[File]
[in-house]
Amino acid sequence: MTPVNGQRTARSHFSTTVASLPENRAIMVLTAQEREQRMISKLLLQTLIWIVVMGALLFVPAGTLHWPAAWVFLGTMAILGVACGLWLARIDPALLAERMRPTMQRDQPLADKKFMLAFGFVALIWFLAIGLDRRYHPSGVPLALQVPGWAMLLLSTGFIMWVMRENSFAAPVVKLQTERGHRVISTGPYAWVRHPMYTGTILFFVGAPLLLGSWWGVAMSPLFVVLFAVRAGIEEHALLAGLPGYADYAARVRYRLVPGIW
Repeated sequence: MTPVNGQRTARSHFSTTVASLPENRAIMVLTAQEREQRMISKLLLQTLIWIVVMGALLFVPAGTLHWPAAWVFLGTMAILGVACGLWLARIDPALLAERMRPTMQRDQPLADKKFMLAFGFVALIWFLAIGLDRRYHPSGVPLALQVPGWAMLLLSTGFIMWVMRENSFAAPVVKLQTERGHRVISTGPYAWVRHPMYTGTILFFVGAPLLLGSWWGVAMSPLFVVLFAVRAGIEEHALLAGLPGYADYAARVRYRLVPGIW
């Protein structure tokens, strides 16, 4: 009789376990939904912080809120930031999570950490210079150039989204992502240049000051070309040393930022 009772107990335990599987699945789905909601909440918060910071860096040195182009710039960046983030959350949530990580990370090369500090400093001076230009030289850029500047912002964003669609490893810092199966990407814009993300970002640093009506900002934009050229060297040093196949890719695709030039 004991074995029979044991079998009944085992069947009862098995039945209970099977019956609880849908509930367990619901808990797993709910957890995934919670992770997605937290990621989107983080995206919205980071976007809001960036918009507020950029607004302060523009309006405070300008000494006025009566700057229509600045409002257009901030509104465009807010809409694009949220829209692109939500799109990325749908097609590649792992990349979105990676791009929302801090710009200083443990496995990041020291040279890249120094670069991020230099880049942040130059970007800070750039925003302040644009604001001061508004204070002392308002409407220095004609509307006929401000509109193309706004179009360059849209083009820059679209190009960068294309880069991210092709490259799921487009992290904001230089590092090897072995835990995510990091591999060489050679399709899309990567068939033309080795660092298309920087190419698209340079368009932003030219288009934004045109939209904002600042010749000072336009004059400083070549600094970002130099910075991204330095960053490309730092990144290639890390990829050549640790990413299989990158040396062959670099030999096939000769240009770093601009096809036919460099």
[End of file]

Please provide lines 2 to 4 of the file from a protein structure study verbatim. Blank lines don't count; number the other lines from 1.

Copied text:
Amino acid sequence: MTPVNGQRTARSHFSTTVASLPENRAIMVLTAQEREQRMISKLLLQTLIWIVVMGALLFVPAGTLHWPAAWVFLGTMAILGVACGLWLARIDPALLAERMRPTMQRDQPLADKKFMLAFGFVALIWFLAIGLDRRYHPSGVPLALQVPGWAMLLLSTGFIMWVMRENSFAAPVVKLQTERGHRVISTGPYAWVRHPMYTGTILFFVGAPLLLGSWWGVAMSPLFVVLFAVRAGIEEHALLAGLPGYADYAARVRYRLVPGIW
Repeated sequence: MTPVNGQRTARSHFSTTVASLPENRAIMVLTAQEREQRMISKLLLQTLIWIVVMGALLFVPAGTLHWPAAWVFLGTMAILGVACGLWLARIDPALLAERMRPTMQRDQPLADKKFMLAFGFVALIWFLAIGLDRRYHPSGVPLALQVPGWAMLLLSTGFIMWVMRENSFAAPVVKLQTERGHRVISTGPYAWVRHPMYTGTILFFVGAPLLLGSWWGVAMSPLFVVLFAVRAGIEEHALLAGLPGYADYAARVRYRLVPGIW
């Protein structure tokens, strides 16, 4: 009789376990939904912080809120930031999570950490210079150039989204992502240049000051070309040393930022 009772107990335990599987699945789905909601909440918060910071860096040195182009710039960046983030959350949530990580990370090369500090400093001076230009030289850029500047912002964003669609490893810092199966990407814009993300970002640093009506900002934009050229060297040093196949890719695709030039 004991074995029979044991079998009944085992069947009862098995039945209970099977019956609880849908509930367990619901808990797993709910957890995934919670992770997605937290990621989107983080995206919205980071976007809001960036918009507020950029607004302060523009309006405070300008000494006025009566700057229509600045409002257009901030509104465009807010809409694009949220829209692109939500799109990325749908097609590649792992990349979105990676791009929302801090710009200083443990496995990041020291040279890249120094670069991020230099880049942040130059970007800070750039925003302040644009604001001061508004204070002392308002409407220095004609509307006929401000509109193309706004179009360059849209083009820059679209190009960068294309880069991210092709490259799921487009992290904001230089590092090897072995835990995510990091591999060489050679399709899309990567068939033309080795660092298309920087190419698209340079368009932003030219288009934004045109939209904002600042010749000072336009004059400083070549600094970002130099910075991204330095960053490309730092990144290639890390990829050549640790990413299989990158040396062959670099030999096939000769240009770093601009096809036919460099």